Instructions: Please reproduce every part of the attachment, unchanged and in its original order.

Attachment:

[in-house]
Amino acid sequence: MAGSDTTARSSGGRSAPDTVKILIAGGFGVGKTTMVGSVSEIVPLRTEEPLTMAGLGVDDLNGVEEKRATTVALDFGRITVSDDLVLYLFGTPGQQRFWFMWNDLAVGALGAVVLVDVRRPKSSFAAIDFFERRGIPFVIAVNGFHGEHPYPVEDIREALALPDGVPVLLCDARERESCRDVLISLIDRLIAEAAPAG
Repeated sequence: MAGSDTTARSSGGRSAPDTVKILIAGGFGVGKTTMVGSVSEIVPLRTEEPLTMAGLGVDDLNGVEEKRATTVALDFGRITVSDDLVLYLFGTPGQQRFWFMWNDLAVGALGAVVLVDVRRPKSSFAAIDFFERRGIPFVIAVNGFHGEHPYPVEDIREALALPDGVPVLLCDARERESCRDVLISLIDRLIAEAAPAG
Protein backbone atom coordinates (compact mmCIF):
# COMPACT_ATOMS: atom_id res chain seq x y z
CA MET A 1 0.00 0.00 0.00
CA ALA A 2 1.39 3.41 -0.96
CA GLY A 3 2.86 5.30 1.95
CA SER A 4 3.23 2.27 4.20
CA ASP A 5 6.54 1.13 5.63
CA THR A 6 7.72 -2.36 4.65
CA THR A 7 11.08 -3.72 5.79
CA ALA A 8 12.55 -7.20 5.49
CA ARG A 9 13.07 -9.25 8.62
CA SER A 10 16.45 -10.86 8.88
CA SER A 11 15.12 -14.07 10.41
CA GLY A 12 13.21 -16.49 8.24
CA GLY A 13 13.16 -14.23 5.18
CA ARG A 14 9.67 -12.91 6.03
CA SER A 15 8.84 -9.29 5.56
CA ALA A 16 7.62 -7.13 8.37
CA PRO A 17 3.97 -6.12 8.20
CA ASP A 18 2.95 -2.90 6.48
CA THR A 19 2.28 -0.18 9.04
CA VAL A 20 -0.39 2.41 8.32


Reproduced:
[in-house]
Amino acid sequence: MAGSDTTARSSGGRSAPDTVKILIAGGFGVGKTTMVGSVSEIVPLRTEEPLTMAGLGVDDLNGVEEKRATTVALDFGRITVSDDLVLYLFGTPGQQRFWFMWNDLAVGALGAVVLVDVRRPKSSFAAIDFFERRGIPFVIAVNGFHGEHPYPVEDIREALALPDGVPVLLCDARERESCRDVLISLIDRLIAEAAPAG
Repeated sequence: MAGSDTTARSSGGRSAPDTVKILIAGGFGVGKTTMVGSVSEIVPLRTEEPLTMAGLGVDDLNGVEEKRATTVALDFGRITVSDDLVLYLFGTPGQQRFWFMWNDLAVGALGAVVLVDVRRPKSSFAAIDFFERRGIPFVIAVNGFHGEHPYPVEDIREALALPDGVPVLLCDARERESCRDVLISLIDRLIAEAAPAG
Protein backbone atom coordinates (compact mmCIF):
# COMPACT_ATOMS: atom_id res chain seq x y z
CA MET A 1 0.00 0.00 0.00
CA ALA A 2 1.39 3.41 -0.96
CA GLY A 3 2.86 5.30 1.95
CA SER A 4 3.23 2.27 4.20
CA ASP A 5 6.54 1.13 5.63
CA THR A 6 7.72 -2.36 4.65
CA THR A 7 11.08 -3.72 5.79
CA ALA A 8 12.55 -7.20 5.49
CA ARG A 9 13.07 -9.25 8.62
CA SER A 10 16.45 -10.86 8.88
CA SER A 11 15.12 -14.07 10.41
CA GLY A 12 13.21 -16.49 8.24
CA GLY A 13 13.16 -14.23 5.18
CA ARG A 14 9.67 -12.91 6.03
CA SER A 15 8.84 -9.29 5.56
CA ALA A 16 7.62 -7.13 8.37
CA PRO A 17 3.97 -6.12 8.20
CA ASP A 18 2.95 -2.90 6.48
CA THR A 19 2.28 -0.18 9.04
CA VAL A 20 -0.39 2.41 8.32